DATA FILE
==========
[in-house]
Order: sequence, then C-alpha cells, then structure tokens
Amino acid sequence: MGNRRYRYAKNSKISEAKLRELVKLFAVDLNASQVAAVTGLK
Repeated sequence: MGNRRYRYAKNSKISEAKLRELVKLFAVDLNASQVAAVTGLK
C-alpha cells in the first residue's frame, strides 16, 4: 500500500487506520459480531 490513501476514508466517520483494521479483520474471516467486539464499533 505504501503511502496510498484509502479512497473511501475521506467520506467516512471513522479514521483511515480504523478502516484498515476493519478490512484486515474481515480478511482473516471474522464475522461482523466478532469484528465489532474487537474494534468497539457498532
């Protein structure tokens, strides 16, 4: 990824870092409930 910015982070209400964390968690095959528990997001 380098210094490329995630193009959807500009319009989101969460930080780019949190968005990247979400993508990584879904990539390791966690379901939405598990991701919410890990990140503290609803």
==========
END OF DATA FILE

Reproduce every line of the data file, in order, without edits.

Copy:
[in-house]
Order: sequence, then C-alpha cells, then structure tokens
Amino acid sequence: MGNRRYRYAKNSKISEAKLRELVKLFAVDLNASQVAAVTGLK
Repeated sequence: MGNRRYRYAKNSKISEAKLRELVKLFAVDLNASQVAAVTGLK
C-alpha cells in the first residue's frame, strides 16, 4: 500500500487506520459480531 490513501476514508466517520483494521479483520474471516467486539464499533 505504501503511502496510498484509502479512497473511501475521506467520506467516512471513522479514521483511515480504523478502516484498515476493519478490512484486515474481515480478511482473516471474522464475522461482523466478532469484528465489532474487537474494534468497539457498532
């Protein structure tokens, strides 16, 4: 990824870092409930 910015982070209400964390968690095959528990997001 380098210094490329995630193009959807500009319009989101969460930080780019949190968005990247979400993508990584879904990539390791966690379901939405598990991701919410890990990140503290609803």